For as long as most of us can remember, baseball has owned the trademark of “America’s Pastime”. Baseball is integral to America’s culture, and because of that, there are many generations of baseball fans in our country. Some of those fans prefer their beloved sport to be devoid of change, while many, typically younger fans, embrace it. With that in mind, there’s no surprise that this new pitch clock rule has angered some.
Major League Baseball Is Slowly Dying
Baseball is a unique sport, and it’s always been able to carve out its own niche. Football and basketball have been dominant sports over the last half-century, mainly because of their consistently exciting product. Baseball is unique in the way that it manages to maintain a sizeable audience, one comparable to the top action-packed sports, with a product that involves far more strategy, and less athleticism. It’s always been a game that might not seem attractive to the casual viewer.
Unfortunately, the other major sports in America are slowly chipping away at baseball’s fanbase. The MLB has seen a decline in its attendance, as well as television viewership. Last season’s total attendance of 64.5 million people sure seems like a large number. It is, but it also represents a 5.9% drop in attendance since before COVID existed. Excluding the 2020 season, the MLB has seen a drop in attendance for twelve consecutive seasons.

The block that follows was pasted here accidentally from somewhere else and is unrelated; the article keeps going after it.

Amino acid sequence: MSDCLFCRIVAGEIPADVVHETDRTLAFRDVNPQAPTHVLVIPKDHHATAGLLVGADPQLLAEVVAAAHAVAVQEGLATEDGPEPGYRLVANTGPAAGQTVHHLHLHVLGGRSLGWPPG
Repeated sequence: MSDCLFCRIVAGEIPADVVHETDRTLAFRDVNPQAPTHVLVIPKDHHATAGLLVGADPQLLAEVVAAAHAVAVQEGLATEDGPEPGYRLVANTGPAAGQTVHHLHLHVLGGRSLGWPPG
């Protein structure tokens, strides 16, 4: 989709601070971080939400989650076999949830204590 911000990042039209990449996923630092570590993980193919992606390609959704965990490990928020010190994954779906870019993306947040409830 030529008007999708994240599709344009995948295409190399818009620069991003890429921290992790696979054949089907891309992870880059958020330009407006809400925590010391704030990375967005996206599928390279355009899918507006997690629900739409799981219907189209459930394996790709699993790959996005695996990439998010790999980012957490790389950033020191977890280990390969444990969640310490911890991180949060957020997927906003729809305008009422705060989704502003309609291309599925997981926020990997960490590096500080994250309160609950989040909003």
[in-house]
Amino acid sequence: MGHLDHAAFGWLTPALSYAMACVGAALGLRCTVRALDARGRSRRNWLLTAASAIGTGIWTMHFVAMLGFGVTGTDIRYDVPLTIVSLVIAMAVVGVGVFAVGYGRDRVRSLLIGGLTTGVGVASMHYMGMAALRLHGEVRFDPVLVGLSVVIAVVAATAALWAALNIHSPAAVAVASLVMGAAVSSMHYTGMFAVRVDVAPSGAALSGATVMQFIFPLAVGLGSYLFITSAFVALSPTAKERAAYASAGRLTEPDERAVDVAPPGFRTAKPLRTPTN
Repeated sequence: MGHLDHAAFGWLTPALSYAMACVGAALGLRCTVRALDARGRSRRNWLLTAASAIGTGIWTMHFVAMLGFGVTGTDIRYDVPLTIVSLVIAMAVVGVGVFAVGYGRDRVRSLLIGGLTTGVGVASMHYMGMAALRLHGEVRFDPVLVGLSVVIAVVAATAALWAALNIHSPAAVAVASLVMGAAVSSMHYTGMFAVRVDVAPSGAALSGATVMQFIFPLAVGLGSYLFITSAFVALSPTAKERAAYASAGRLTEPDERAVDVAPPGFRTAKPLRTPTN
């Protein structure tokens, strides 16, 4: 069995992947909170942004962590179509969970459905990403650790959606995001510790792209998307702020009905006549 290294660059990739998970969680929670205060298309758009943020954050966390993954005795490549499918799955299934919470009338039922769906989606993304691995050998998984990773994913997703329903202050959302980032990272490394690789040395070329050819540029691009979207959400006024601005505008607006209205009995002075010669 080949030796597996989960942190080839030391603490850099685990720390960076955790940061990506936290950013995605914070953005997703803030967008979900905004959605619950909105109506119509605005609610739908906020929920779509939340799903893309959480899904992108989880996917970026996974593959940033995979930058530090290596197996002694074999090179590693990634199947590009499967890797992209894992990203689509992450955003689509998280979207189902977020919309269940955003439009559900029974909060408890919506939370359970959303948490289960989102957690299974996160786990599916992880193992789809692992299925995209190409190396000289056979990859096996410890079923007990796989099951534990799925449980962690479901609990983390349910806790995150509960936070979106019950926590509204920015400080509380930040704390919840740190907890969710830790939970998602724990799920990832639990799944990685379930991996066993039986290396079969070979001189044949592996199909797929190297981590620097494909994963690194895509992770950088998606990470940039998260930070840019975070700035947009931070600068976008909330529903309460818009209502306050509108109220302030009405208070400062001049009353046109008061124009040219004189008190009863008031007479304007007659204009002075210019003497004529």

Now if you were to ask the common, casual sports fan why they don’t like baseball, they’ll typically give you the same answer: It’s boring.
Can you blame them? The young kids who have grown up watching Lebron James and Tom Brady take their breath away simply don’t have the attention span necessary to watch a pitcher shake off the catchers’ sign three times before the batter steps out of the box anyway.
The fan who has watched baseball for multiple decades might not like this move. And that’s okay. That fan will watch the sport no matter the rule change. What the MLB desperately needs is to get the casual fan more invested in baseball as a whole, and the pitch clock rule is a good first step.
Why the Pitch Clock Rule Will Work
Many fans might not know this, but the pitch clocks have actually been in effect in the minor leagues for quite some time now. In 2015, the MLB announced that it was going to experiment with a 20-second pitch clock in the AA and AAA levels.
This resulted in a 12-minute decrease in average game time. That doesn’t seem like much, but it makes a large difference when it comes to watching the game.
There will be some headaches, and it will take time to get used to. At some point during this season there likely will be a close game or two that ends up being influenced by this rule. When that happens, people are going to complain about it, and some might even claim it’s “ruining baseball”.
It makes sense that they would. People who love something the way it is don’t want it to change. Major League Baseball knows that, and they know this decision will irk some long-time fans; yet they also know those fans aren’t going anywhere.
If the MLB can rope in some casual, on-the-fence fans, then it will all be worth it. At the end of the day, baseball needs to grow as a sport. To do that, maintaining a higher level of viewership is a must. By implementing this pitch clock rule, the MLB is finally showing they understand.